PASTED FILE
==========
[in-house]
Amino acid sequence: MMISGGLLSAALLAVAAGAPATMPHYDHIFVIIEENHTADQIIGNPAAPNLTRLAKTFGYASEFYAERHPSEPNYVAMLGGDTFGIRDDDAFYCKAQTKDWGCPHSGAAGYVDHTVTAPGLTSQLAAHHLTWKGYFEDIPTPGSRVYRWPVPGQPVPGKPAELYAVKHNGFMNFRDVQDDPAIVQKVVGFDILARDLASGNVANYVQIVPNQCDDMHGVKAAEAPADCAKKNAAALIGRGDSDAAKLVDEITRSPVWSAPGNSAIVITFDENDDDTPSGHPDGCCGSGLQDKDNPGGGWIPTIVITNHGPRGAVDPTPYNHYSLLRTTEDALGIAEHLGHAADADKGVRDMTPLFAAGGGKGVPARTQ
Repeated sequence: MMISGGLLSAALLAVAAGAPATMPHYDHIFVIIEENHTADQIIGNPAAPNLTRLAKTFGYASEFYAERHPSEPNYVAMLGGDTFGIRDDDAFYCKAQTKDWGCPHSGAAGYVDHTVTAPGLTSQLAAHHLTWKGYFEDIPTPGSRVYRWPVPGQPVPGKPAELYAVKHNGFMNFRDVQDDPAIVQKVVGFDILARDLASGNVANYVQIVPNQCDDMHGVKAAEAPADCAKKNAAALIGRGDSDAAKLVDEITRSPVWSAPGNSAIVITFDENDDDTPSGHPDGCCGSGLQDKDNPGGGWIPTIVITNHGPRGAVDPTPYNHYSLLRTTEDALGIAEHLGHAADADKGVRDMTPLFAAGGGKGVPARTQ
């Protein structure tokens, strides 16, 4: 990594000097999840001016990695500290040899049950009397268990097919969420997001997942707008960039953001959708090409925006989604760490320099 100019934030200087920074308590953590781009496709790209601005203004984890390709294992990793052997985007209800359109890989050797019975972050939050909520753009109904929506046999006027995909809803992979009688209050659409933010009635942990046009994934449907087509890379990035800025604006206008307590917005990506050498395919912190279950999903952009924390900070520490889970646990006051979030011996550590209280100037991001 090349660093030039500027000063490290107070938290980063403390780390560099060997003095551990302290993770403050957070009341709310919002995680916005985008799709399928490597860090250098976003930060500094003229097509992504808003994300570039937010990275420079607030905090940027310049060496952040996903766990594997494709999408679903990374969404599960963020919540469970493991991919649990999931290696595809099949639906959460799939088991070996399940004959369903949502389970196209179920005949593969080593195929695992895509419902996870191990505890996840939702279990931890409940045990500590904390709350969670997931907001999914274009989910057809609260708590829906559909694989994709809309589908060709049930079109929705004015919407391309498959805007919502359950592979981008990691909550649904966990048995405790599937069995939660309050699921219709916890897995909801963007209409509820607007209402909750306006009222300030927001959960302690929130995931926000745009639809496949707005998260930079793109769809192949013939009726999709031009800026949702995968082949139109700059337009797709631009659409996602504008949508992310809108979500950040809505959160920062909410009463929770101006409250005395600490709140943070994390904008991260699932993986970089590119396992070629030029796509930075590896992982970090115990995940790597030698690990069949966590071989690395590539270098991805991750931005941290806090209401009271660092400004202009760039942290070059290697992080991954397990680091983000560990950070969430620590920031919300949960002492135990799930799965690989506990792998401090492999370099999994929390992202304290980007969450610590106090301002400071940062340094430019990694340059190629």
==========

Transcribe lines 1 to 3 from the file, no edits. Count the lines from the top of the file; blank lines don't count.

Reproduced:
[in-house]
Amino acid sequence: MMISGGLLSAALLAVAAGAPATMPHYDHIFVIIEENHTADQIIGNPAAPNLTRLAKTFGYASEFYAERHPSEPNYVAMLGGDTFGIRDDDAFYCKAQTKDWGCPHSGAAGYVDHTVTAPGLTSQLAAHHLTWKGYFEDIPTPGSRVYRWPVPGQPVPGKPAELYAVKHNGFMNFRDVQDDPAIVQKVVGFDILARDLASGNVANYVQIVPNQCDDMHGVKAAEAPADCAKKNAAALIGRGDSDAAKLVDEITRSPVWSAPGNSAIVITFDENDDDTPSGHPDGCCGSGLQDKDNPGGGWIPTIVITNHGPRGAVDPTPYNHYSLLRTTEDALGIAEHLGHAADADKGVRDMTPLFAAGGGKGVPARTQ
Repeated sequence: MMISGGLLSAALLAVAAGAPATMPHYDHIFVIIEENHTADQIIGNPAAPNLTRLAKTFGYASEFYAERHPSEPNYVAMLGGDTFGIRDDDAFYCKAQTKDWGCPHSGAAGYVDHTVTAPGLTSQLAAHHLTWKGYFEDIPTPGSRVYRWPVPGQPVPGKPAELYAVKHNGFMNFRDVQDDPAIVQKVVGFDILARDLASGNVANYVQIVPNQCDDMHGVKAAEAPADCAKKNAAALIGRGDSDAAKLVDEITRSPVWSAPGNSAIVITFDENDDDTPSGHPDGCCGSGLQDKDNPGGGWIPTIVITNHGPRGAVDPTPYNHYSLLRTTEDALGIAEHLGHAADADKGVRDMTPLFAAGGGKGVPARTQ